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How discriminating are discriminative instruments?

Record type: Article

The McMaster framework introduced by Kirshner & Guyatt is the dominant paradigm for the development of measures of health status and health-related quality of life (HRQL). The framework defines the functions of such instruments as evaluative, predictive or discriminative. Evaluative instruments are required to be sensitive to change (responsiveness), but there is no corresponding index of the degree to which discriminative instruments are sensitive to cross-sectional differences.

This paper argues that indices of validity and reliability are not sufficient to demonstrate that a discriminative instrument performs its function of discriminating between individuals, and that the McMaster framework would be augmented by the addition of a separate index of discrimination. The coefficient proposed by Ferguson (Delta) is easily adapted to HRQL instruments and is a direct, non-parametric index of the degree to which an instrument distinguishes between individuals. While Delta should prove useful in the development and evaluation of discriminative instruments, further research is required to elucidate the relationship between the measurement properties of discrimination, reliability and responsiveness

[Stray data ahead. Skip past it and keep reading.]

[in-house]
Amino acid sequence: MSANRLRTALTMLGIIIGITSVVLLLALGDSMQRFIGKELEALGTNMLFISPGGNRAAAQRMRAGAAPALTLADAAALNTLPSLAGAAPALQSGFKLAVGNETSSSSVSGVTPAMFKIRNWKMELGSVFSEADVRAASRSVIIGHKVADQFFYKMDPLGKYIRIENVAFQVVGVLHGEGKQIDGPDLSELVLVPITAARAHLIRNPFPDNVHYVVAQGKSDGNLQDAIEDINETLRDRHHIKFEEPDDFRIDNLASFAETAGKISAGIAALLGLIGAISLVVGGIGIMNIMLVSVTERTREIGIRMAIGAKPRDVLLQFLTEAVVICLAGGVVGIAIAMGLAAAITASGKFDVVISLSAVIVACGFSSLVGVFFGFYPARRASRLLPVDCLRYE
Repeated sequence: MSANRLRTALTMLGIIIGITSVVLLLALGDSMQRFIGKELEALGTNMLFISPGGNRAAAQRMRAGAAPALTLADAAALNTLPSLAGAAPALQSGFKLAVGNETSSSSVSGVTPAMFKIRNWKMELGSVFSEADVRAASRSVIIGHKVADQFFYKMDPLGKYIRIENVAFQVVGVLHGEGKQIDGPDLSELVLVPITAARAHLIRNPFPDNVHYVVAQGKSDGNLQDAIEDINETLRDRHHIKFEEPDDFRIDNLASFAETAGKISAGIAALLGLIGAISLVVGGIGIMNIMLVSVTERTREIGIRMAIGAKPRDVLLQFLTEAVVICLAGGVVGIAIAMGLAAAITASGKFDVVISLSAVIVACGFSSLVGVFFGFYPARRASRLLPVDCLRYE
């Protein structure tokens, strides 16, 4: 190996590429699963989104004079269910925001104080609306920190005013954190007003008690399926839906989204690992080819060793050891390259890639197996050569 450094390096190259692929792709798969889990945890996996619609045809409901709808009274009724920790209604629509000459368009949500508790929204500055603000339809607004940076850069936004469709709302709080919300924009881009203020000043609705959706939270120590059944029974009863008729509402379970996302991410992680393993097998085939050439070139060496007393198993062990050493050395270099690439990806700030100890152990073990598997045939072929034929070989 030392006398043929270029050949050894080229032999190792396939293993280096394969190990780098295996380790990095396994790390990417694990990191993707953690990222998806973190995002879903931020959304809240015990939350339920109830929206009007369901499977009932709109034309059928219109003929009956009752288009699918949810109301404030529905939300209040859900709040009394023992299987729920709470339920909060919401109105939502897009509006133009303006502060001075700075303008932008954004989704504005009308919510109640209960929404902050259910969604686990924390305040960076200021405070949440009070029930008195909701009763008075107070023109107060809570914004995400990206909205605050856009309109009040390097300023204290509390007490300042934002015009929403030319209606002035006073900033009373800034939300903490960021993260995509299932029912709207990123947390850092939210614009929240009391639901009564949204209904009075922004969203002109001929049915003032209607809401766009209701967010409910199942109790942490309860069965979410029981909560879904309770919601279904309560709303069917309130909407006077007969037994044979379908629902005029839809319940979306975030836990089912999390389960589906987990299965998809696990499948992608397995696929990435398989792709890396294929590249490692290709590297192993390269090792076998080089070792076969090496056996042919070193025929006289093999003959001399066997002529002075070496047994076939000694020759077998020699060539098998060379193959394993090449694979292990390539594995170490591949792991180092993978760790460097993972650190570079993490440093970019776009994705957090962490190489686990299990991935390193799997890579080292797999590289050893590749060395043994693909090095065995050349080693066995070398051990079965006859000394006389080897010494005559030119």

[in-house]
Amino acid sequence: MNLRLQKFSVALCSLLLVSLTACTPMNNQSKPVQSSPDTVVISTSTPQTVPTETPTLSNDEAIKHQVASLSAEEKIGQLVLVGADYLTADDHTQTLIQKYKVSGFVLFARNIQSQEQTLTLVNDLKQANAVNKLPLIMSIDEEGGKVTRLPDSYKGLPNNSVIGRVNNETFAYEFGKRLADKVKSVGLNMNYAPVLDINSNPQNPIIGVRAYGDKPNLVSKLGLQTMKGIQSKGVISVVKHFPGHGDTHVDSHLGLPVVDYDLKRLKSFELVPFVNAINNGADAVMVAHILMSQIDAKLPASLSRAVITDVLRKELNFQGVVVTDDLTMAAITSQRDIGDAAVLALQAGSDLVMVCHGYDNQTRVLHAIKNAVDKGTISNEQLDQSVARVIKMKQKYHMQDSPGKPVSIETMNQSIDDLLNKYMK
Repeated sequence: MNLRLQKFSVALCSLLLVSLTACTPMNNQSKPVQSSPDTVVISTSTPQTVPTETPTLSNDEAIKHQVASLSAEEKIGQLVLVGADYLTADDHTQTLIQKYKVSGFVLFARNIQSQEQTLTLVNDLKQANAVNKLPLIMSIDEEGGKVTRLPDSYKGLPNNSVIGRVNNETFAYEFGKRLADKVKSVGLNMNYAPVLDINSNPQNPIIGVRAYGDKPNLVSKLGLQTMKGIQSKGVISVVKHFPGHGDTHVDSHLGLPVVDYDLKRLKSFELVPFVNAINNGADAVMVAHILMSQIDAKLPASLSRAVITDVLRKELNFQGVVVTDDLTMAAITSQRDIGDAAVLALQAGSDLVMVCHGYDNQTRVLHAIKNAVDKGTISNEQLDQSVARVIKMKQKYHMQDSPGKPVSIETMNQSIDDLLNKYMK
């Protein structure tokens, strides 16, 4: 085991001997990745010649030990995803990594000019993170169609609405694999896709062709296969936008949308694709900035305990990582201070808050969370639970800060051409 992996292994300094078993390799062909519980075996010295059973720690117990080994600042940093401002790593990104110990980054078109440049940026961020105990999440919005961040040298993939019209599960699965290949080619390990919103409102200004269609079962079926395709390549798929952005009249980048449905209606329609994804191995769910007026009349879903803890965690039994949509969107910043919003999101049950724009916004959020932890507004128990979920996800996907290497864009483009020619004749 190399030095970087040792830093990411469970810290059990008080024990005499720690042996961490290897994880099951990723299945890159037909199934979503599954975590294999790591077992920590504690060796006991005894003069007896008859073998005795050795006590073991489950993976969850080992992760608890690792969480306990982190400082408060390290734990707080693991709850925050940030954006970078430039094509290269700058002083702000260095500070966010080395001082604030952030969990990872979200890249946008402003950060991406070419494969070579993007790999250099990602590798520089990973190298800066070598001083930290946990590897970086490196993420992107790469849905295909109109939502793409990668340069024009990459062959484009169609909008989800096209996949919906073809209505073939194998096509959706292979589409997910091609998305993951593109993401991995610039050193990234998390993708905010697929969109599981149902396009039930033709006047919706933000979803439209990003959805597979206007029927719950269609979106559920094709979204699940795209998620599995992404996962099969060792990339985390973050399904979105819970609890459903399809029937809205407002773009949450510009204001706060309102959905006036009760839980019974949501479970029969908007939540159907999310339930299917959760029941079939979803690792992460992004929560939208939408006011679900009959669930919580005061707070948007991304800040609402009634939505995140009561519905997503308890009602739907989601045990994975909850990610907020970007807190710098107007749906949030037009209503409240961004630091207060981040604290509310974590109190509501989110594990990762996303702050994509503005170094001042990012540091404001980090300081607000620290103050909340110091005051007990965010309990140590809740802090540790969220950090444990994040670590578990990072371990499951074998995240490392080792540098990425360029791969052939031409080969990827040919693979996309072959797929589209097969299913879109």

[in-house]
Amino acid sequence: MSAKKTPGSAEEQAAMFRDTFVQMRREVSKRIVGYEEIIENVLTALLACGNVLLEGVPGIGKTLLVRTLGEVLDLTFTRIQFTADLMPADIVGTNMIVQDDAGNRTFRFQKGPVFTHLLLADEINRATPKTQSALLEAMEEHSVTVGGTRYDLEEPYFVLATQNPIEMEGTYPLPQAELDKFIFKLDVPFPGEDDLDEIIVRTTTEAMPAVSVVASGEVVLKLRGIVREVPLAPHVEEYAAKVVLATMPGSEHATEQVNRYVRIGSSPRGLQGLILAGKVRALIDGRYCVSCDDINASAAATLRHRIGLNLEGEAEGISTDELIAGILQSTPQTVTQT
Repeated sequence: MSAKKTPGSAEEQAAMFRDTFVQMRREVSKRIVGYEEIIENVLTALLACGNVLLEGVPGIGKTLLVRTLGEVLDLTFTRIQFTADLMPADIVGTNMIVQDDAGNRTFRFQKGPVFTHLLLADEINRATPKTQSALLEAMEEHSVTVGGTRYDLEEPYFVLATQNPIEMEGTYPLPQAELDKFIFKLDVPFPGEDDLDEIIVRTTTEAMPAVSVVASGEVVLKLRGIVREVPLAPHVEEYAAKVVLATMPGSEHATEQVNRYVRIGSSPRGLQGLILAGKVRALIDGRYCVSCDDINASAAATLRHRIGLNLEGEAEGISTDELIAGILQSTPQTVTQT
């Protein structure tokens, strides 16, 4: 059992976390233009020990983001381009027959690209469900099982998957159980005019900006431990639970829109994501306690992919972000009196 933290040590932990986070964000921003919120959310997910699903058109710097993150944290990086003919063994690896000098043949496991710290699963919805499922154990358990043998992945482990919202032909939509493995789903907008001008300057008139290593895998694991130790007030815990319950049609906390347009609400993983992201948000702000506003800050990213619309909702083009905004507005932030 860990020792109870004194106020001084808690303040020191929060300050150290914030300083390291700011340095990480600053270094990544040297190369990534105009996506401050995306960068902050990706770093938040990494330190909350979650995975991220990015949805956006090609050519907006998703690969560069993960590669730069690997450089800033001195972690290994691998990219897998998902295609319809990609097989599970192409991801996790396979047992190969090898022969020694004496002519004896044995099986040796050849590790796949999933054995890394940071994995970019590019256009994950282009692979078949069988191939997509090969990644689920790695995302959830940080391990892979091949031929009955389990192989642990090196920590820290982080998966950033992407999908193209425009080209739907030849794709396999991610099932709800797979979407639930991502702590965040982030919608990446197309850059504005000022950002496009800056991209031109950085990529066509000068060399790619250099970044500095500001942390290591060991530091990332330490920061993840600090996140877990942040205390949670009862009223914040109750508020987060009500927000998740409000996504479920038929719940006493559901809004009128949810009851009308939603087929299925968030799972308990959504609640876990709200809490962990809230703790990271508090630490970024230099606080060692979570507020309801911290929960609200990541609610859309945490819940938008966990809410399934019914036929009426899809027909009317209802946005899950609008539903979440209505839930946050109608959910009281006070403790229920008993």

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Citation

Hankins, Matthew (2008) How discriminating are discriminative instruments? Health and Quality of Life Outcomes, 6, 36-[5pp]. (doi:10.1186/1477-7525-6-36).

More information

Published date: May 2008

Identifiers

Local EPrints ID: 187361
URI: http://eprints.soton.ac.uk/id/eprint/187361
ISSN: 1477-7525
PURE UUID: 638a5268-306c-43ff-9c36-5170c42c4662

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Date deposited: 17 May 2011 14:44
Last modified: 18 Jul 2017 11:45

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